Story 2a - In the Brilliance of a Night
Steve laughed and suggested that this is the reason why the West is crying, "democracy! democracy!" He said that the concept of democracy has been narrowed down to mean nothing more than counting votes. "As long as you count votes everything is allowed," he said, "such as the rule of money, the corruption of power, the destruction of economies and justice. By the narrowing of the definition of democracy, little remains of the original idea of democracy. Thus, the very concept of democracy as the rule of the people by the people for the general welfare of the people, has become lost. Now we have democracies that are essentially imperial structures which enforce the looting of society and the murdering of people. We need to get away from these corrupted, narrowed down definitions of every one of our vital concepts."
Steve paused. He picked up the his old leather bound German Bible again and looked at me without opening it. "Should I break the honorable bond of love that binds you and Ushi together?" he said quietly. "If I do, I break the commandment which urges us to honor such bonds. That's what it means not to adulterate, not to narrow down the love that binds us all together as human beings. That's what I meant, Peter, when I said earlier: we must be careful."
He paused again, then he suggested that the commandments not to kill, not to steal, and not to tell an untruth to one another with the intend to deceive, are fundamental elements of civilization. He added, "and so is the commandment not to break whatever is honorable, such as the bond that love has forged between people, which is a bond of the marriage of hearts. One must never break that."
He handed the old Bible to me and repeated that in the German translation the Decalogue instructs one never to break what is honorable. Steve said that this element of the Decalogue is just as much an essential element of civilization as are all the others, perhaps an even more essential element since love and honor are reflections of the essence of the human soul. He said, "the directive not to lie, steal, or kill are fundamental to civilization, but one needs to go beyond the fundamentals, to the higher levels and embrace the sublime that builds our civilization, that uplifts us to were we begin to enrich and develop one another. And that includes a lot of elements which make us sensitive to one another. This is what defines us as human beings."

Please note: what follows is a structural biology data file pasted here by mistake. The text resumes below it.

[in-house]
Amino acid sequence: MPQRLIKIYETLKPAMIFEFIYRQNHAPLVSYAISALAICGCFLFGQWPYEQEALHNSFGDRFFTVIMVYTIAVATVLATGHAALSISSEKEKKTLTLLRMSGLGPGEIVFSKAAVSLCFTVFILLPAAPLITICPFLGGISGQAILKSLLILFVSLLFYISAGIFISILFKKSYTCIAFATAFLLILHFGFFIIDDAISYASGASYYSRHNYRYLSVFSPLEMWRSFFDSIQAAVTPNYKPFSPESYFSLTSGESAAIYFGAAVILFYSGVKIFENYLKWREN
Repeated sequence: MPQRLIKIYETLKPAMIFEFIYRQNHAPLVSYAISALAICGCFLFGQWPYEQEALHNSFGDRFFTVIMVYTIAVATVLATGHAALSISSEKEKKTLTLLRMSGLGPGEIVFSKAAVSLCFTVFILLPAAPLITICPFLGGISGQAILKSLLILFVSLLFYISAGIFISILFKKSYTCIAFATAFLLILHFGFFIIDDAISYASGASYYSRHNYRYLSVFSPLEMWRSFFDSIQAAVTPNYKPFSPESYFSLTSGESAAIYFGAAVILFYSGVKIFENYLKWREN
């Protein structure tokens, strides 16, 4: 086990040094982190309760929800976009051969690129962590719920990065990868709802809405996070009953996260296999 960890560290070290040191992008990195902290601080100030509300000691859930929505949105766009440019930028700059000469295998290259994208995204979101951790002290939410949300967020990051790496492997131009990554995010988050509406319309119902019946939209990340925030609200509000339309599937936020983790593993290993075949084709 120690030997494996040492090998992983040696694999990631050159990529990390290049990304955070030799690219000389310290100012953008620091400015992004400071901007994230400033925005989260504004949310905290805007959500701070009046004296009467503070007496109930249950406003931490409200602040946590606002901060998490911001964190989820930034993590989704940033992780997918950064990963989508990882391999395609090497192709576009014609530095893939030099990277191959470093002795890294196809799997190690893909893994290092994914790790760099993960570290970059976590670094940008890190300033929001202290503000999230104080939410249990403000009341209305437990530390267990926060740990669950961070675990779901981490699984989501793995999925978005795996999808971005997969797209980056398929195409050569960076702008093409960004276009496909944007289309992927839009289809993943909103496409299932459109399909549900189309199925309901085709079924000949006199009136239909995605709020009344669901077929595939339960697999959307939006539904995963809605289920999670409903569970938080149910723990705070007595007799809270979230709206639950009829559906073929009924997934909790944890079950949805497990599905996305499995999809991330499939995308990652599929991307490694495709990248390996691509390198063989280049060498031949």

He said that those higher elements set us apart from every other living species on the planet. Most animal species fulfill the directive not to kill one another, not to steal from one another, and not to deceive one another. "Only at the higher levels do we stand apart from the animal world as a higher species," said Steve. "That distinction begins as we embrace the sublime, as we honor and enrich one another's existence, as we love and create, as we explore the universe in order to enrich our world for one another. This is what defines us as human beings. This is what defines our civilization, what defines our humanity."
He said that all of this comes to light through bonds of love that bind us to each other for the common welfare of all. "This recognition of a fundamental unity is what the marriage process is built on," said Steve. "You don't want to adulterate that concept with a narrow definition that destroys everything, right?" Steve pointed out that the privatization of marriage in terms of personal 'property' rights is a travesty of what the concept really represents.
Steve also pointed out that society's common notion about marriage, the one that allows love to exist only within tightly confined boundaries, is really a travesty of what fundamentally defines us as human beings. He said that we should therefore be careful not to regard the Decalogue as merely a collection of passive demands that instruct us never to do this and that. He said we must search for the active principles that will impel us to a higher level of thinking where these things that we shouldn't do, don't exist anymore as an option. He suggested that our apathy in this regard, our failure to look for active, underlying principles, is one of the main reasons why the vital concepts of civilization have become narrowed down and become corrupted, for which our world is in such a mess.